Our companies tend to be globally structured. They tend to have quite a bit of exposure to emerging markets. And because they are typically global number one in their fields, maybe a small niche, but they're the leading business in that field, the gold standard; they find the place in the world where there's growth, and that may be one emerging market one year, or another developed market the next year.

International small-caps have been strong in 2017. How long can you think this will last?

It is the beginning of a normalization with international investing. I think there's a few reasons why things can get better. I think there's a long way to go. I think we're maybe in inning one of a nine inning or even extra innings game. When you look at the relationship between international small-cap and domestic small-cap, in terms of how they've performed over the last, you know, on a rolling ten-year basis. You've had six years of underperformance, before January of this year, six years of underperformance of the international small-cap versus domestic small-cap. And so, that relationship actually hit a two-standard deviation low at the end of last year. So, when you think about this outperformance this year, it's really a blip in what the asset class is capable of.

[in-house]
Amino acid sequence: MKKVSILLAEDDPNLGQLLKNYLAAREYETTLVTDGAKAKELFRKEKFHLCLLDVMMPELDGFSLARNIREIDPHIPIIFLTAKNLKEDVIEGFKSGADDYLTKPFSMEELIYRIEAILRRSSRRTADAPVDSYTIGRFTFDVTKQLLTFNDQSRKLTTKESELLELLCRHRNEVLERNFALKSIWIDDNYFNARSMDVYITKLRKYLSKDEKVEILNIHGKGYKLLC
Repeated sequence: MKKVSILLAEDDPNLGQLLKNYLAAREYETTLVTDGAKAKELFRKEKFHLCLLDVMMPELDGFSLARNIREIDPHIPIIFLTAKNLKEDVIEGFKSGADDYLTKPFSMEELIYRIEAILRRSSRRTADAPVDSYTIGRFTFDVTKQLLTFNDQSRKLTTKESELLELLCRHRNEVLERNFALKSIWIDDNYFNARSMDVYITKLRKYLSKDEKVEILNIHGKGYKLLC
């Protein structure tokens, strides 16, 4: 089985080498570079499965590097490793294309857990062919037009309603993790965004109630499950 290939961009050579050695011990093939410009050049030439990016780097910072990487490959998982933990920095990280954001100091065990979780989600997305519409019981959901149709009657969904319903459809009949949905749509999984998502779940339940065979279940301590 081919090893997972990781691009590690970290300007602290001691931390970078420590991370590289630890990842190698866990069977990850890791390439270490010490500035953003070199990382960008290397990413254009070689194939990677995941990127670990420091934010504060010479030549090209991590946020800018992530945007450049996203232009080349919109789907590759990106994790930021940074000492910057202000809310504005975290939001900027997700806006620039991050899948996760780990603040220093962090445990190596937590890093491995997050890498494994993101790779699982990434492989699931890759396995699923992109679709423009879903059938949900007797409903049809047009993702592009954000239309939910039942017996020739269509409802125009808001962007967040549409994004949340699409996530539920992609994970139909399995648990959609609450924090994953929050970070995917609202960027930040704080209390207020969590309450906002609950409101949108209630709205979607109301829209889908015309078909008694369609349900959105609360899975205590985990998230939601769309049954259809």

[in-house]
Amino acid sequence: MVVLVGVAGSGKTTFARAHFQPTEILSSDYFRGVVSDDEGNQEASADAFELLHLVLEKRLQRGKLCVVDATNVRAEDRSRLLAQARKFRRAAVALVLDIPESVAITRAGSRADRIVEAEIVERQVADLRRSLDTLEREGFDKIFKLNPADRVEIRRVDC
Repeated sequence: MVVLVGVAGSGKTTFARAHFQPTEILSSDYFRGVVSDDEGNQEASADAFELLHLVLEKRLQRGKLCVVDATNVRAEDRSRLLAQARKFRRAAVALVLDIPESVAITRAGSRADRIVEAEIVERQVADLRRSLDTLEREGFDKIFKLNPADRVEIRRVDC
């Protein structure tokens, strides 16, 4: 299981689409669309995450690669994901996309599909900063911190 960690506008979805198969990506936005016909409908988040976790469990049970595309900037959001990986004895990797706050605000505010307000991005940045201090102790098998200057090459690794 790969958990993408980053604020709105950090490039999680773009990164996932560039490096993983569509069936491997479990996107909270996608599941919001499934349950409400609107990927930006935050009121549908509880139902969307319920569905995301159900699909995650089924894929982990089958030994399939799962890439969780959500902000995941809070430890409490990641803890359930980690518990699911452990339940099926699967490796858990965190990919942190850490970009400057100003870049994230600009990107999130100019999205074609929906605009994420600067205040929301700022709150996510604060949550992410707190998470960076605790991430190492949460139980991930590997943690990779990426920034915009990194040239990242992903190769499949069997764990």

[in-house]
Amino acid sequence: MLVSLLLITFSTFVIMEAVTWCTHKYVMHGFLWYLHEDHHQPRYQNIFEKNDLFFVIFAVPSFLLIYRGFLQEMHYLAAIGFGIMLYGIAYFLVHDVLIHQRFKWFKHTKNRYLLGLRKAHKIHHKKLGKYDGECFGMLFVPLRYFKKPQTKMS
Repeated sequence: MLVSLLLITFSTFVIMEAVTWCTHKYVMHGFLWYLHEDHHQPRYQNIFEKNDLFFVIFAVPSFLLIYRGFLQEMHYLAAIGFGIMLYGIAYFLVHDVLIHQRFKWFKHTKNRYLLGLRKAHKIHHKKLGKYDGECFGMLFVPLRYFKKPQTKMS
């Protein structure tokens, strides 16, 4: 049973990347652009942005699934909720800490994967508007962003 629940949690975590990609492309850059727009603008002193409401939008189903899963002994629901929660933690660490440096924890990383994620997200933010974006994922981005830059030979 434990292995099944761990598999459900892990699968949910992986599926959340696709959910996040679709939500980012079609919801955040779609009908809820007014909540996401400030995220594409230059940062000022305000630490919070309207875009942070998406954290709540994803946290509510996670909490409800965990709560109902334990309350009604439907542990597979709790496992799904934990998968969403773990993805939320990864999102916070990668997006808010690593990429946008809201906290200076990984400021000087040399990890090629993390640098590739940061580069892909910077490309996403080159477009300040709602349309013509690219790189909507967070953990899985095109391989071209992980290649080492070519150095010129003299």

And I think that this is not even terribly significant in terms of the asset class returning to its longer-term track record of outperforming.

Important Disclosure Information

The thoughts and opinions expressed in the video are solely those of the person speaking as of July 12, 2017 and may differ from those of other Royce investment professionals, or the firm as a whole. There can be no assurance with regard to future market movements.

The performance data and trends outlined in this presentation are presented for illustrative purposes only. All performance information is presented on a total return basis and reflects the reinvestment of distributions. Past performance is no guarantee of future results. Historical market trends are not necessarily indicative of future market movements.

There can be no assurance that companies that currently pays a dividend will continue to do so in the future.

The Russell Investment Group is the source and owner of the trademarks, service marks, and copyrights related to the Russell Indexes. Russell® is a trademark of Russell Investment Group. The Russell 2000 Index is an unmanaged, capitalization-weighted index of domestic small-cap stocks. It measures the performance of the 2,000 smallest publicly traded U.S. companies in the Russell 3000 Index. The performance of an index does not represent exactly any particular investment, as you cannot invest directly in an index.

This material is not authorized for distribution unless preceded or accompanied by a current prospectus. Please read the prospectus carefully before investing or sending money. Smaller-cap stocks may involve considerably more risk than larger-cap stocks. (Please see "Primary Risks for Fund Investors" in the prospectus.)